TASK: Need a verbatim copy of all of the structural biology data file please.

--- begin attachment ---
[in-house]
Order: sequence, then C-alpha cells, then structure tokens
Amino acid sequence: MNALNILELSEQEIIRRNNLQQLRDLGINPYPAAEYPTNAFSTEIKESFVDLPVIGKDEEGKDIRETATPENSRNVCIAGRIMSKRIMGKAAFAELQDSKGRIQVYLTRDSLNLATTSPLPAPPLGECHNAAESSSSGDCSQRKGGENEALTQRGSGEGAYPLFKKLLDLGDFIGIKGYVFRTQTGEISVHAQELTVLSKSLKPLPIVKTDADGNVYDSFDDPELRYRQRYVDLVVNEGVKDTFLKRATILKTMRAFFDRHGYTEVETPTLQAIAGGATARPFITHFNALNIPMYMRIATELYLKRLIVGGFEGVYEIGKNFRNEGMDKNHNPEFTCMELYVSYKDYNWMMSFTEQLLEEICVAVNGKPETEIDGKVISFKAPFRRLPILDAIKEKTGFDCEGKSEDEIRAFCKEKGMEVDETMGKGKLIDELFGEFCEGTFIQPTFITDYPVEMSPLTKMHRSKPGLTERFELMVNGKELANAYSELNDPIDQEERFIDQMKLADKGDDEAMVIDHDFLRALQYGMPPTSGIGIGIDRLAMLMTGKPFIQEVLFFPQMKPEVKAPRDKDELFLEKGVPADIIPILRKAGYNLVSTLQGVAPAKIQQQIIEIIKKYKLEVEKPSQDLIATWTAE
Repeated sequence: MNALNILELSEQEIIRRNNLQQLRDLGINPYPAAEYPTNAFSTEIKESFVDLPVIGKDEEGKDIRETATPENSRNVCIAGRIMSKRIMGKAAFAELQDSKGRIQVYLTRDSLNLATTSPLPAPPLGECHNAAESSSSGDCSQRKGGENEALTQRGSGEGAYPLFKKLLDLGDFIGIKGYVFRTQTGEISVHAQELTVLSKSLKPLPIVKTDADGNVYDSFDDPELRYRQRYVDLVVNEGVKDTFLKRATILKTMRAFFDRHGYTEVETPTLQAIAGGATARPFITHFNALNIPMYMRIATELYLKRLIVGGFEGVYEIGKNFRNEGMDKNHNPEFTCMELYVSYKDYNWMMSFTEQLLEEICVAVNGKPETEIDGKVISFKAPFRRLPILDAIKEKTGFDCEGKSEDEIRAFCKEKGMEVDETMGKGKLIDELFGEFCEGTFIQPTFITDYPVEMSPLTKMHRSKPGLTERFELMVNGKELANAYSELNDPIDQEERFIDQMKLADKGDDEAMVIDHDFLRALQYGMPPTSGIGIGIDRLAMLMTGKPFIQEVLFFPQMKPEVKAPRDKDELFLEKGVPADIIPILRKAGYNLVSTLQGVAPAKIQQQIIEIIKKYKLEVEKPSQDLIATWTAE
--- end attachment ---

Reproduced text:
[in-house]
Order: sequence, then C-alpha cells, then structure tokens
Amino acid sequence: MNALNILELSEQEIIRRNNLQQLRDLGINPYPAAEYPTNAFSTEIKESFVDLPVIGKDEEGKDIRETATPENSRNVCIAGRIMSKRIMGKAAFAELQDSKGRIQVYLTRDSLNLATTSPLPAPPLGECHNAAESSSSGDCSQRKGGENEALTQRGSGEGAYPLFKKLLDLGDFIGIKGYVFRTQTGEISVHAQELTVLSKSLKPLPIVKTDADGNVYDSFDDPELRYRQRYVDLVVNEGVKDTFLKRATILKTMRAFFDRHGYTEVETPTLQAIAGGATARPFITHFNALNIPMYMRIATELYLKRLIVGGFEGVYEIGKNFRNEGMDKNHNPEFTCMELYVSYKDYNWMMSFTEQLLEEICVAVNGKPETEIDGKVISFKAPFRRLPILDAIKEKTGFDCEGKSEDEIRAFCKEKGMEVDETMGKGKLIDELFGEFCEGTFIQPTFITDYPVEMSPLTKMHRSKPGLTERFELMVNGKELANAYSELNDPIDQEERFIDQMKLADKGDDEAMVIDHDFLRALQYGMPPTSGIGIGIDRLAMLMTGKPFIQEVLFFPQMKPEVKAPRDKDELFLEKGVPADIIPILRKAGYNLVSTLQGVAPAKIQQQIIEIIKKYKLEVEKPSQDLIATWTAE
Repeated sequence: MNALNILELSEQEIIRRNNLQQLRDLGINPYPAAEYPTNAFSTEIKESFVDLPVIGKDEEGKDIRETATPENSRNVCIAGRIMSKRIMGKAAFAELQDSKGRIQVYLTRDSLNLATTSPLPAPPLGECHNAAESSSSGDCSQRKGGENEALTQRGSGEGAYPLFKKLLDLGDFIGIKGYVFRTQTGEISVHAQELTVLSKSLKPLPIVKTDADGNVYDSFDDPELRYRQRYVDLVVNEGVKDTFLKRATILKTMRAFFDRHGYTEVETPTLQAIAGGATARPFITHFNALNIPMYMRIATELYLKRLIVGGFEGVYEIGKNFRNEGMDKNHNPEFTCMELYVSYKDYNWMMSFTEQLLEEICVAVNGKPETEIDGKVISFKAPFRRLPILDAIKEKTGFDCEGKSEDEIRAFCKEKGMEVDETMGKGKLIDELFGEFCEGTFIQPTFITDYPVEMSPLTKMHRSKPGLTERFELMVNGKELANAYSELNDPIDQEERFIDQMKLADKGDDEAMVIDHDFLRALQYGMPPTSGIGIGIDRLAMLMTGKPFIQEVLFFPQMKPEVKAPRDKDELFLEKGVPADIIPILRKAGYNLVSTLQGVAPAKIQQQIIEIIKKYKLEVEKPSQDLIATWTAE